The three-point line made its debut in the NBA on Oct. 12, 1979, and nine games opened the season that night.

Across those games, the 18 teams made only eight threes. Some, like the San Diego Clippers or New Jersey Nets, didn't bother attempting any.

Those numbers appear quaint when compared to the modern NBA, where a quarter might not go by without eight threes falling.

There was a lot of discussion in the early days of the three-point line that it might tarnish the game. That it wasn't pure basketball.

But decades went by without teams fully embracing the game-changing potential of the three-point shot. For years, boxscores resembled that first night. That first season, teams averaged 0.8 makes and 2.8 attempts. It took eight seasons before they averaged more than one made three per game. It took 14 years — and a short-lived rule change to make the line closer — before teams started attempting more than 10 per game.

The drastic change to the game some feared when the three-point line was painted on NBA floors 40 seasons ago took a while to get here, but it came, and has warped into overdrive the past five.

“Ten years ago, anybody that said they saw this coming would be purely speculating and throwing a wild guess out there.”
Dallas coach Rick Carlisle

It's become an integral part of strategy and success in the modern NBA, and the start of the playoffs Monday will be a good reminder of that. Of the seven teams that made the most threes per game in the NBA this season, six made the postseason.

Whether it's good for the game is a matter of personal taste. But with teams averaging about 34 attempts per game, there's not likely to be a contraction to the old days. The game has changed forever.

"It's a game I barely even recognize when I think about my time as a player about 75 years ago," said Warriors coach Steve Kerr, 54.

This three-point revolution can certainly feel like a game from a different time period.

The three-point shot was more a feature of the game in the 1980s than the engine that drove it. Teams primarily used it as a method to catch up in a game, not one to try to build a lead. Kerr, who shot an all-time high 45% from three-point range for his career, said: "It was kind of an afterthought."

Or as Thunder coach Billy Donovan said: "The feeling was that it was a terrible rule and it was going to ruin the game."

But in conversations with Kerr, Donovan and other NBA coaches, one team from the 1980s came up repeatedly that stood out as a harbinger of how the game could look in future decades — Rick Pitino's Knicks teams.

The Pitino revolution

Pitino coached New York for two seasons starting in 1987. In his first season, the Knicks averaged 6.9 threes attempted, tied for third-most in the league. The following season, they took a jump to 14 threes attempted per game, by far the most attempted by any team up to that point. Their percentage was .337, sixth-best. It led to a 52-30 record for the Knicks and an appearance in the second round of the playoffs.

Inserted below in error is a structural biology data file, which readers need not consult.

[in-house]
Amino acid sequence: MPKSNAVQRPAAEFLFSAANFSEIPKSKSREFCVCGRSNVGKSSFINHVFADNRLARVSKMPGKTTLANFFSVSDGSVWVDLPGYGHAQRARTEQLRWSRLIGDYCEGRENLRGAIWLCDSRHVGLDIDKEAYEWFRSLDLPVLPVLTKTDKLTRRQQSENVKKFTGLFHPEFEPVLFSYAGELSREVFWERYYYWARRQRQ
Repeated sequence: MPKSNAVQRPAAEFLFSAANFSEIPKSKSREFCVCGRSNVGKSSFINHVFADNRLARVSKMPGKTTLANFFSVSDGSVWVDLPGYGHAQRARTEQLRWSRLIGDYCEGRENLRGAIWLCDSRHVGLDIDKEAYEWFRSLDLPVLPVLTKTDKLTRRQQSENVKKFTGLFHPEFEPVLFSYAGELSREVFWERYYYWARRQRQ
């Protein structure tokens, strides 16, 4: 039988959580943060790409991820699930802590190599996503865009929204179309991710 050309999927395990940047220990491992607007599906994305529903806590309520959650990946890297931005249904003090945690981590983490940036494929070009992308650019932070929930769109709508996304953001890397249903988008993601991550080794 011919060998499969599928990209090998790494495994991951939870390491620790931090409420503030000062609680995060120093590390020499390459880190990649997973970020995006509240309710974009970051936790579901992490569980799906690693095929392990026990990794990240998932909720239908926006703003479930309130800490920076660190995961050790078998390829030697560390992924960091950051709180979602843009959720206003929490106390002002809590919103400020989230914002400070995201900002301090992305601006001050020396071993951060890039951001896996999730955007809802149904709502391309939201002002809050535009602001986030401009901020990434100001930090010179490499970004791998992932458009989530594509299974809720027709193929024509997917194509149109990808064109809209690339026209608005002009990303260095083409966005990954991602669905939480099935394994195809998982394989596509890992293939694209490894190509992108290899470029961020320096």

Pitino had led Providence to the NCAA Final Four in 1987 with a three-point-oriented philosophy. The Friars took 19.6 per game.

"You had teams taking three and four three-point shots. We were just trying to take 30," said Donovan, who took seven threes per game as the leading scorer for Providence that season. "The mentality was you always protected the basket, because the layup is the most highly efficient shot there is, but what happened was we were spraying it out. So we got a lot of really, really open looks from behind the three-point line."

Pitino said his rivals in the Big East didn't especially like the shot, so he saw a window of opportunity to outflank them.

"There were two trains of thought," Pitino said. "My competitors — [Villanova's] Rollie Massimino, [St. John's] Lou Carnesecca, [Georgetown's] John Thompson — people like that were going to fight it. They were against it. By adopting it I knew I could lead the country in three-point shooting, or at least the Big East, and have a huge advantage mathematically speaking because they wouldn't deal with it."

The same applied to the Knicks. He had players such as Trent Tucker or Johnny Newman who were good shooters but who weren't accustomed to taking a lot of threes. They still made it work.

"We just made everybody a three-point shooter," Pitino said. "That was our thinking because analytically we knew we could do great things when we stopped it and when we made it."

Pitino returned to college ball after the 1989 season, and no NBA team surpassed the 14 threes per game the 1988-89 Knicks took until 1994. Perhaps it was no coincidence that team was the Houston Rockets, who won NBA titles two years in a row while also leading the league in three-point shots under coach Rudy Tomjanovich.

Wolves President Gersson Rosas, who grew up in Houston and spent most of his career working for the Rockets, said Tomjanovich helped revolutionize the game by transforming the 4, or power forward, position. By using shooter Robert Horry in that slot, Tomjanovich spaced the floor in an era when teams might otherwise have two post players on the court at the same time.

"That had rarely been done in the NBA. It was more European," Rosas said. "It changes the floor and changes the spacing. The horizontal impact on the game — it went from two bigs in the post, maybe some pick-and-roll, execution action, to now you open up the floor."

The Rockets were also taking advantage of a rule change the league enacted in the 1994-95 season to jump-start scoring, which had steadily decreased over the previous decade.

The league moved up the three-point line. Instead of being 23 feet, 9 inches above the break and 22 feet in the corners, the line became 22 feet all around the floor. Teams began bombing away, at least relatively speaking.